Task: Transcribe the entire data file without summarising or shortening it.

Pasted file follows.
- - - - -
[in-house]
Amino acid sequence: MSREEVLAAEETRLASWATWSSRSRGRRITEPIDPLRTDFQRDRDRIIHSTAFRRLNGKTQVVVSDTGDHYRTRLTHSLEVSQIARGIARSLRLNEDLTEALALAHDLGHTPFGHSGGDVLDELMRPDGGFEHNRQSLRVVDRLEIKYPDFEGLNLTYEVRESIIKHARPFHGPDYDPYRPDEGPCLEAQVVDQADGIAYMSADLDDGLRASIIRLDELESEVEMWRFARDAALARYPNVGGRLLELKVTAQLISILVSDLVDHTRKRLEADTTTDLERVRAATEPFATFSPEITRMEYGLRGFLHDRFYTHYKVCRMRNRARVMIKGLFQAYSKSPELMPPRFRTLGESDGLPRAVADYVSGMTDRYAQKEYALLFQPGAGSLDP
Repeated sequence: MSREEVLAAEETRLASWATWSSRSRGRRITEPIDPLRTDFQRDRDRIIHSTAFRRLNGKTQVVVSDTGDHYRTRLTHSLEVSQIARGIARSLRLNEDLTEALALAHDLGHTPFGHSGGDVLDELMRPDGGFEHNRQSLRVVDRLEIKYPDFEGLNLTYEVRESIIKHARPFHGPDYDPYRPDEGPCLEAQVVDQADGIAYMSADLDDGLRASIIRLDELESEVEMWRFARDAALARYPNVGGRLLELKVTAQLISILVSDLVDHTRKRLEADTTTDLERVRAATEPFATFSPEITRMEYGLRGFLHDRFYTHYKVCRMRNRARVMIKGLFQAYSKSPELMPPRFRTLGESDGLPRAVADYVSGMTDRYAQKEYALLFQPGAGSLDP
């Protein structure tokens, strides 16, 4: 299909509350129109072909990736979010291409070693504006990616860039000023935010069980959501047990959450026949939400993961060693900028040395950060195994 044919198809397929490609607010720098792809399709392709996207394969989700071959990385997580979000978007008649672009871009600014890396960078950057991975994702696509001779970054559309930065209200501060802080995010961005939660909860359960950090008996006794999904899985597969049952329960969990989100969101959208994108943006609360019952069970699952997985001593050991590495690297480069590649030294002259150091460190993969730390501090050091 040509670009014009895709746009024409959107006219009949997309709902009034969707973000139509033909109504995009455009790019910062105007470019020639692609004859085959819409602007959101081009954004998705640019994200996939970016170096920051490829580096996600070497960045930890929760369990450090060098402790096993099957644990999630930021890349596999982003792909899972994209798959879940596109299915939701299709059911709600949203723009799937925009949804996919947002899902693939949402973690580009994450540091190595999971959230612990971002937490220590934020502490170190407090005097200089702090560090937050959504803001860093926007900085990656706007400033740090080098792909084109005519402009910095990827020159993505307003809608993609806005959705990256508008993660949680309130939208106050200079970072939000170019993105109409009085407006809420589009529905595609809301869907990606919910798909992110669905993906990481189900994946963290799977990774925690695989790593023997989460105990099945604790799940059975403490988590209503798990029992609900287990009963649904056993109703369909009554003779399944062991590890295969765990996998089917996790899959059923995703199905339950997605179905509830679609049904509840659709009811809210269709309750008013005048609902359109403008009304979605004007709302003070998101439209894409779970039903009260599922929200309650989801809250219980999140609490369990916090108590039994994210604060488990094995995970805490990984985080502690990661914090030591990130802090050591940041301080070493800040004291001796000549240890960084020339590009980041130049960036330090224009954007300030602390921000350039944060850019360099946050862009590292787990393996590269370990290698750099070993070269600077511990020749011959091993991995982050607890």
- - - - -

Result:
[in-house]
Amino acid sequence: MSREEVLAAEETRLASWATWSSRSRGRRITEPIDPLRTDFQRDRDRIIHSTAFRRLNGKTQVVVSDTGDHYRTRLTHSLEVSQIARGIARSLRLNEDLTEALALAHDLGHTPFGHSGGDVLDELMRPDGGFEHNRQSLRVVDRLEIKYPDFEGLNLTYEVRESIIKHARPFHGPDYDPYRPDEGPCLEAQVVDQADGIAYMSADLDDGLRASIIRLDELESEVEMWRFARDAALARYPNVGGRLLELKVTAQLISILVSDLVDHTRKRLEADTTTDLERVRAATEPFATFSPEITRMEYGLRGFLHDRFYTHYKVCRMRNRARVMIKGLFQAYSKSPELMPPRFRTLGESDGLPRAVADYVSGMTDRYAQKEYALLFQPGAGSLDP
Repeated sequence: MSREEVLAAEETRLASWATWSSRSRGRRITEPIDPLRTDFQRDRDRIIHSTAFRRLNGKTQVVVSDTGDHYRTRLTHSLEVSQIARGIARSLRLNEDLTEALALAHDLGHTPFGHSGGDVLDELMRPDGGFEHNRQSLRVVDRLEIKYPDFEGLNLTYEVRESIIKHARPFHGPDYDPYRPDEGPCLEAQVVDQADGIAYMSADLDDGLRASIIRLDELESEVEMWRFARDAALARYPNVGGRLLELKVTAQLISILVSDLVDHTRKRLEADTTTDLERVRAATEPFATFSPEITRMEYGLRGFLHDRFYTHYKVCRMRNRARVMIKGLFQAYSKSPELMPPRFRTLGESDGLPRAVADYVSGMTDRYAQKEYALLFQPGAGSLDP
């Protein structure tokens, strides 16, 4: 299909509350129109072909990736979010291409070693504006990616860039000023935010069980959501047990959450026949939400993961060693900028040395950060195994 044919198809397929490609607010720098792809399709392709996207394969989700071959990385997580979000978007008649672009871009600014890396960078950057991975994702696509001779970054559309930065209200501060802080995010961005939660909860359960950090008996006794999904899985597969049952329960969990989100969101959208994108943006609360019952069970699952997985001593050991590495690297480069590649030294002259150091460190993969730390501090050091 040509670009014009895709746009024409959107006219009949997309709902009034969707973000139509033909109504995009455009790019910062105007470019020639692609004859085959819409602007959101081009954004998705640019994200996939970016170096920051490829580096996600070497960045930890929760369990450090060098402790096993099957644990999630930021890349596999982003792909899972994209798959879940596109299915939701299709059911709600949203723009799937925009949804996919947002899902693939949402973690580009994450540091190595999971959230612990971002937490220590934020502490170190407090005097200089702090560090937050959504803001860093926007900085990656706007400033740090080098792909084109005519402009910095990827020159993505307003809608993609806005959705990256508008993660949680309130939208106050200079970072939000170019993105109409009085407006809420589009529905595609809301869907990606919910798909992110669905993906990481189900994946963290799977990774925690695989790593023997989460105990099945604790799940059975403490988590209503798990029992609900287990009963649904056993109703369909009554003779399944062991590890295969765990996998089917996790899959059923995703199905339950997605179905509830679609049904509840659709009811809210269709309750008013005048609902359109403008009304979605004007709302003070998101439209894409779970039903009260599922929200309650989801809250219980999140609490369990916090108590039994994210604060488990094995995970805490990984985080502690990661914090030591990130802090050591940041301080070493800040004291001796000549240890960084020339590009980041130049960036330090224009954007300030602390921000350039944060850019360099946050862009590292787990393996590269370990290698750099070993070269600077511990020749011959091993991995982050607890």